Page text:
3 Tips for being Race Day Ready

When we pin on the bib and lace our racing shoes, there is a lot more to being ready to conquer the day than just our training leading up to the line. Physical fitness is only part of the battle. You like to train? That’s nice. Chances are a dozen of the runners next to you do too. What separates your preparation from the rest? Here are a few things to think about going into your next race.

1.   Know your course

Whether you are running a 5k on the roads or a 50 mile race on the trails, you must know your race course. This allows you to mentally prepare for terrain, turns, hills and more. Now we don’t always have the ability to run on a course before we race it, but it is good to get a general idea of what is ahead. When you know what you are racing on,  it may impact how you train. You can bring elements of your race course into your weekly workout routine. For instance, if you know your race has a lot of sharp turns, maybe you should consider incorporating a similar feel in a workout.  Finally, knowing your race course aids in making a plan for race day.

2.   Have a plan

Much like writing down a scheduled meeting or an appointment, making a race day plan should make us committed to something. Chances are, when we have an idea that we have imagined in our head dozens of times, we believe we can carry it out.  For instance, if we have thought about having a bad race for the last week of training, chances are we have already scheduled that poor performance in our head. We should never be surprised when our attitude impacts our actions.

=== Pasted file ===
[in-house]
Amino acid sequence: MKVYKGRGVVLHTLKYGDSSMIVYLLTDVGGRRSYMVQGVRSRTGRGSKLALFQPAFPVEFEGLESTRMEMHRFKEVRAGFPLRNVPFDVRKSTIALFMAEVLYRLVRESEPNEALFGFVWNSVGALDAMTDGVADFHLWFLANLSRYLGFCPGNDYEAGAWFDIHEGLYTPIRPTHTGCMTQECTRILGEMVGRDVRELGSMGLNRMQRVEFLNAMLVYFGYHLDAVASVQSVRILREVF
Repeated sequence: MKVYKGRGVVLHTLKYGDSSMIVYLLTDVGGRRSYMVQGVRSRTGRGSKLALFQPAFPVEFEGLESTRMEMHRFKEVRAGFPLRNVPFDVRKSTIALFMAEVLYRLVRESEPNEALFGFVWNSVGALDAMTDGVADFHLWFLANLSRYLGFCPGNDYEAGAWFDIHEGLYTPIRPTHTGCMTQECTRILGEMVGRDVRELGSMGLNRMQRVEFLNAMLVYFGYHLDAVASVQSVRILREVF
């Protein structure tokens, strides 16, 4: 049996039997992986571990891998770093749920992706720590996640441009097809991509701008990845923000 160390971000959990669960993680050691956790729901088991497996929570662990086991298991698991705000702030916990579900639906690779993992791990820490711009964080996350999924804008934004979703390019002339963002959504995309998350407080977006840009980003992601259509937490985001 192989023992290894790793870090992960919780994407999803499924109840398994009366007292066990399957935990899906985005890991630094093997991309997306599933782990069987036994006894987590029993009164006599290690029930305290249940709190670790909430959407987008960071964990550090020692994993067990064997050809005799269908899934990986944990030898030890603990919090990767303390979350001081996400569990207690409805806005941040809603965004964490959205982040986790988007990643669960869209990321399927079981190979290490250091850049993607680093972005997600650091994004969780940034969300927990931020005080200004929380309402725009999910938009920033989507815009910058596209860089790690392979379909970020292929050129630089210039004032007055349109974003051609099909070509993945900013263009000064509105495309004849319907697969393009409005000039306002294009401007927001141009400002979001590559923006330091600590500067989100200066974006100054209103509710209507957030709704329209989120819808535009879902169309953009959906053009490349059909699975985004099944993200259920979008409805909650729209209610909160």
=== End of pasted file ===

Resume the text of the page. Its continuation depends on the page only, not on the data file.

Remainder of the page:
Now let’s talk about the positive side of having a plan. Let’s say you have a 5k and you have been itching for that break through race. You know you get a little sloppy on the second mile so you have a plan to keep yourself engaged. You plan to go out with your training partner for the first mile, see how you are feeling and make a conscious effort to put in a slight surge on the second mile so that you stay mentally in the game. You know that if you get through the second mile, your strength is in your finishing speed. You know you can work a cut down from half a mile out to finish strong. Now this is just an example of a race plan, but your plan should include accountability points for you. Try to avoid making your plan around specific times, splits and racing particular people. All of those can be variable depending on conditions. This leads us to the next point of adaptability.                                                                                                      

3.   Be flexible

In our blog, The Fear in Flexibility, we talk about controlling the controllable. The weather, the people we race and schedule of the day is not up to us. This is why we must make plans according to what we can control (both physically and mentally). There may be a time when we have a point to point 10k with a 15-20 mph head wind, a race that’s start is delayed by 30 min or even a rival that falls off pace early in the race. We cannot mold our race plans around perfect weather, ideal organization or even other people. The only thing that should not be flexible on race day is your attitude and approach to the day. Be willing to go with the flow and let the best version of yourself come forward on any given day. If you do that, you cannot ask for anything more.


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